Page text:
The Court of Justice of the European Union (the CJEU) this week upheld the General Court’s judgment finding Goldman Sachs (GS) jointly and severally liable for the conduct of its subsidiary Prysmian. In summary, in dismissing GS’ appeal, the CJEU reaffirmed: first, the rebuttable presumption that a parent can be liable for the conduct of its subsidiary applies in circumstances where a parent’s shareholding in the subsidiary is less than 100% but it retains 100% of the voting rights; and secondly, that even with a shareholding of less than 50% a parent can still be found to exercise decisive influence.
In 2014, the Commission issued a decision fining participants in the power cables cartel. GS was found jointly and severally with Prysmian for: 1) the pre-IPO period when Prysmian was majority owned by GS (the pre-IPO period); and 2) the post-IPO period during which GS reduced its shareholding significantly but nonetheless retained certain rights which the Commission found gave GS decisive influence over Prysmian (the post-IPO period).
GS appealed the Commission decision. In 2018, the General Court upheld the Commission’s findings that GS was jointly and severally liable for both the pre- and post-IPO Periods.
CJEU judgment - presumption of liability for the pre-IPO period
It is an established principle that a parent can be liable for the conduct of its subsidiary if at the time of that conduct the parent exercises decisive influence over the subsidiary. Akzo v Commission established that 100% ownership of a subsidiary gives rise to a rebuttable presumption that the parent exerts decisive influence over its subsidiary and it is for the parent to produce evidence to rebut that. This principle was subsequently extended in the case law such that the rebuttable presumption also applies where a parent holds all, or almost all of the shares in a subsidiary.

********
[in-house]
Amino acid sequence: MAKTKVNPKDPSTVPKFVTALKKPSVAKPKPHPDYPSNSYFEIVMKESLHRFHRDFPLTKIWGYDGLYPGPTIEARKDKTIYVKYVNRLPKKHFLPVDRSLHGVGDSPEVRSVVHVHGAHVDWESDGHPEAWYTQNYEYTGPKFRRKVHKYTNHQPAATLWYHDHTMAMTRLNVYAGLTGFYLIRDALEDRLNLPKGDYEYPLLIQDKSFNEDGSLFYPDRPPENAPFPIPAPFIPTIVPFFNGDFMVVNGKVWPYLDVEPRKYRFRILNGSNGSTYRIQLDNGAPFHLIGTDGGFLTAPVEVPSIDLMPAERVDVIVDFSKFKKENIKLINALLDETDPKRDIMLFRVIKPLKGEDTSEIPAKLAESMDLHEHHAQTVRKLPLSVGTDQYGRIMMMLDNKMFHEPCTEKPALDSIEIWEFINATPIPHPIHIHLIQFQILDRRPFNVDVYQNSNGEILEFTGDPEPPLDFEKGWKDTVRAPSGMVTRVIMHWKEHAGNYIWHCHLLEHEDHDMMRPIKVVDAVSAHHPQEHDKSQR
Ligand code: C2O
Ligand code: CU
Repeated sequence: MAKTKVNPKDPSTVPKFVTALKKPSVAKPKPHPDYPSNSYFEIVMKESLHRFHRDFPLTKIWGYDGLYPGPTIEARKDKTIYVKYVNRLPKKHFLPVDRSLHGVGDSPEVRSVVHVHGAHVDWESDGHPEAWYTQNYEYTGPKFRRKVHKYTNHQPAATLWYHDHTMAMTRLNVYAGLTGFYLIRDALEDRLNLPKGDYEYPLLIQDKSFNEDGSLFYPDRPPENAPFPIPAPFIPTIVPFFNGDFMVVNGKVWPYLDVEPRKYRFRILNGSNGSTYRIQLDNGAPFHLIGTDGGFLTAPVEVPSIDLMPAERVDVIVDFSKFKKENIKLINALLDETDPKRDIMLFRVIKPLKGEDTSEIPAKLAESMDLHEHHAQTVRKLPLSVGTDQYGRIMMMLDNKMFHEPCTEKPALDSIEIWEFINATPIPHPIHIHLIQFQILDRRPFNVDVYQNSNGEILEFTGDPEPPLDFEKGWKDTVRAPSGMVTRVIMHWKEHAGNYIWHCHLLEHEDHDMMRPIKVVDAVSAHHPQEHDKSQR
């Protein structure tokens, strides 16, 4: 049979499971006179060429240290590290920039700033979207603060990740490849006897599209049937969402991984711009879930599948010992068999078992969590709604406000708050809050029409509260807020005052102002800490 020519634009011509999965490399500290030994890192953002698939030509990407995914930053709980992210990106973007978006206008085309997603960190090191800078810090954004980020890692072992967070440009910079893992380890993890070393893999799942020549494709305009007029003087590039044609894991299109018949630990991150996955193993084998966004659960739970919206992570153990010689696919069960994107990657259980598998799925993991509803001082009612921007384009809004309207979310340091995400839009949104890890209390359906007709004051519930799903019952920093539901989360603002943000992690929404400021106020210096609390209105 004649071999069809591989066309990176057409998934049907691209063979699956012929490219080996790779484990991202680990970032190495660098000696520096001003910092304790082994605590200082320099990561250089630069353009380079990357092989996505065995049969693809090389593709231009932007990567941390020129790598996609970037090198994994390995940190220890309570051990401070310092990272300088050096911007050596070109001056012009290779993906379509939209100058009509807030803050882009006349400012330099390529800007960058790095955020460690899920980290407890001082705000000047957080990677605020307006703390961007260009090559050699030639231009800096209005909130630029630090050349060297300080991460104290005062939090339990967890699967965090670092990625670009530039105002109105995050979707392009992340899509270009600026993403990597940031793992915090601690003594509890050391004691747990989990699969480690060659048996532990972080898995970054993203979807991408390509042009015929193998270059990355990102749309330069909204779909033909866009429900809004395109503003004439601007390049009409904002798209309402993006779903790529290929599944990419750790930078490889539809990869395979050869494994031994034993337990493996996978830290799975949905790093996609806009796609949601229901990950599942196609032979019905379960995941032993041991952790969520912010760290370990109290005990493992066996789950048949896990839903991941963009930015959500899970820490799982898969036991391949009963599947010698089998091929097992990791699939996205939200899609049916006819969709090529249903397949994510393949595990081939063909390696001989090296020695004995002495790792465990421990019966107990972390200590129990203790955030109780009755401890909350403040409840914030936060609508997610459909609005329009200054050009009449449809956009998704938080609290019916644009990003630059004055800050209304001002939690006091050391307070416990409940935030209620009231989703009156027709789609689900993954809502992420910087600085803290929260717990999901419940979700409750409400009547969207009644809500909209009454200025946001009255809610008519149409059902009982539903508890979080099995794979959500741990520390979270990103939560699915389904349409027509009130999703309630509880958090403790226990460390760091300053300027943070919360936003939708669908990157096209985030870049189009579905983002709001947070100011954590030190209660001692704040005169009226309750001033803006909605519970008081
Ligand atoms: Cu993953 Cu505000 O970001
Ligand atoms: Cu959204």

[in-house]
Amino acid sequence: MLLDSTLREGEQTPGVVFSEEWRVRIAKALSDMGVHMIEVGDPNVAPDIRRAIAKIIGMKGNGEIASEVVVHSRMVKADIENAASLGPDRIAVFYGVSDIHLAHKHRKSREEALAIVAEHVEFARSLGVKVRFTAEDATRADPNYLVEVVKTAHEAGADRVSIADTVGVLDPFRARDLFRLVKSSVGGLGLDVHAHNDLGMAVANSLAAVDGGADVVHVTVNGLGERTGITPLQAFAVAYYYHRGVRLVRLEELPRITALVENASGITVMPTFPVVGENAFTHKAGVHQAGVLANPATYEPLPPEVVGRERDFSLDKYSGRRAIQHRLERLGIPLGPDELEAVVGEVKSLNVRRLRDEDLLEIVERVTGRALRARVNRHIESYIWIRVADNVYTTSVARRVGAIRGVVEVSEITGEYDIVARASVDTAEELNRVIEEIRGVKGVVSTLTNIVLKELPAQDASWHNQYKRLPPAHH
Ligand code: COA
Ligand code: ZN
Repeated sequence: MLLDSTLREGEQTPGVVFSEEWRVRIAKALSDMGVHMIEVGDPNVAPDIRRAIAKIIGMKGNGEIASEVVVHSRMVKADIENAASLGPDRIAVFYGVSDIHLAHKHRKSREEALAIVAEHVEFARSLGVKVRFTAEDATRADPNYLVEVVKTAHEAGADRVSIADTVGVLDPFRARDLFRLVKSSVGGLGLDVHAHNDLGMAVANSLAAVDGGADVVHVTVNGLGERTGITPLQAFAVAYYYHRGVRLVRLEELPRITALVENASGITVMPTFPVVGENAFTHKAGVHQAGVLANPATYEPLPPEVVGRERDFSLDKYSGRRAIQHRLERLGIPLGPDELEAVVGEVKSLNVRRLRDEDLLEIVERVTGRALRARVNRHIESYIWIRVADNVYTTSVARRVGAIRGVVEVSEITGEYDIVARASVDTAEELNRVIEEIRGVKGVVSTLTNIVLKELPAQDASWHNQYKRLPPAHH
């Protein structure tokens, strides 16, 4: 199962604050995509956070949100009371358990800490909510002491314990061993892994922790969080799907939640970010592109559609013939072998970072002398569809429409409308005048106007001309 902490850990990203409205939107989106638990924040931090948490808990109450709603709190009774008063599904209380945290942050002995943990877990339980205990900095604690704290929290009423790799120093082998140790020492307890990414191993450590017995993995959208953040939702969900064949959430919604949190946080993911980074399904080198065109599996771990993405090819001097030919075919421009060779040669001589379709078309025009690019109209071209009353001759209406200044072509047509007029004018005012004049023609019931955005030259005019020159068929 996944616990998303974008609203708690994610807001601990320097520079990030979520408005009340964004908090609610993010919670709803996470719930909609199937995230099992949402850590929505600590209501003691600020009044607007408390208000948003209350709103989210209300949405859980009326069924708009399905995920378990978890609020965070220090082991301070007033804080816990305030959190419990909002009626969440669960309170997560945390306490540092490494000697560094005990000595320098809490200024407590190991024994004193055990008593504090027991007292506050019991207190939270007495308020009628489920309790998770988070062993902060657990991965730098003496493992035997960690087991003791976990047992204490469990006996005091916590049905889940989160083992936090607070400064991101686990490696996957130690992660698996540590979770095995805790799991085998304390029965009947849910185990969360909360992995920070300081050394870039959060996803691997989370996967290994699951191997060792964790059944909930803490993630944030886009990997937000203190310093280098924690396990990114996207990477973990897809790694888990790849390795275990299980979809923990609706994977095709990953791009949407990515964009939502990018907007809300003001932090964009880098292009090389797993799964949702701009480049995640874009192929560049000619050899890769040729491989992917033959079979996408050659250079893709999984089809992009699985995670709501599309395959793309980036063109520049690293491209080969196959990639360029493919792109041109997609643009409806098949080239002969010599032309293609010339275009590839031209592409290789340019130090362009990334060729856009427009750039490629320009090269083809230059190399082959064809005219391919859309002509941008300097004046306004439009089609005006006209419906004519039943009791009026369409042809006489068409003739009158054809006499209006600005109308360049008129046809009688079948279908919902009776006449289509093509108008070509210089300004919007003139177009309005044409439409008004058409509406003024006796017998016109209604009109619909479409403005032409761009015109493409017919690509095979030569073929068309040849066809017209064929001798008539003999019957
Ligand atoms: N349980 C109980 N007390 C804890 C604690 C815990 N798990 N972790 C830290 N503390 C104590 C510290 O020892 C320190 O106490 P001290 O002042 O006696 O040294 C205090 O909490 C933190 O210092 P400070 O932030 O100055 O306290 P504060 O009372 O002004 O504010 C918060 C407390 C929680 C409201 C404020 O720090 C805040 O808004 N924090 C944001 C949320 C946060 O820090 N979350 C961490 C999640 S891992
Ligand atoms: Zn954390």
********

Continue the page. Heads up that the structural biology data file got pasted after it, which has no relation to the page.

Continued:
It was common ground that GS’ shareholding in Prysmian in the pre-IPO period reduced to c. 84%. The General Court nonetheless found that GS continued to control 100% of the voting rights in Prysmian. This was not disputed by GS before the CJEU. The CJEU considered the grounds of appeal put forward by GS but ultimately held that the General Court was right to uphold the Commission’s reliance on the Akzo presumption because:
“it is not the mere holding of all or virtually all the capital of the subsidiary in itself that gives rise to the presumption of the actual exercise of decisive influence, but the degree of control of the parent company over its subsidiary that this holding implies. Consequently, the General Court was entitled, without erring in law, to consider, in essence […] that a parent company which holds all the voting rights associated with its subsidiary’s shares is […] in a similar situation to that of a company holding all or virtually all of the capital of the subsidiary so that the parent company is able to determine the subsidiary’s economic and commercial strategy.”
The CJEU went on to conclude that “[a] parent company which holds all the voting rights associated with its subsidiary’s shares is able, like a parent company holding all or virtually all the capital of its subsidiary, to exercise decisive influence of the conduct of the subsidiary.”
CJEU judgment - exercise of decisive influence in the post-IPO period
The Commission and General Court found that GS exercised decisive influence over Prysmian during the Post-IPO Period notwithstanding that GS did not control all the voting rights in Prysmian and that its shareholding declined during that period to as low as c. 26%. The CJEU upheld the General Court’s findings, emphasising first that consideration is required of “all the relevant factors relating to the economic, organisational and legal links which tie the subsidiary to its parent company and, therefore, account must be taken of the economic reality” and secondly that actual exercise of decisive influence may be inferred from “a body of consistent evidence, even if some of that evidence, taken in isolation, is insufficient to establish the existence of such influence”. The CJEU highlighted in this context that the General Court notably had considered GS’ rights to appoint directors, to propose the removal of one, or more, of the board of directors and its right to call shareholder meetings.
The CJEU’s finding that the Akzo rebuttable presumption could be applied to GS is consistent with the long-held practice of looking beyond the legal form to the actual commercial reality.
The CJEU’s findings in relation to the Post-IPO Period is a timely reminder for private investors and their advisers that a finding of decisive influence, and therefore parental liability, can be established where special rights are retained by investors even where shareholdings are below 50%.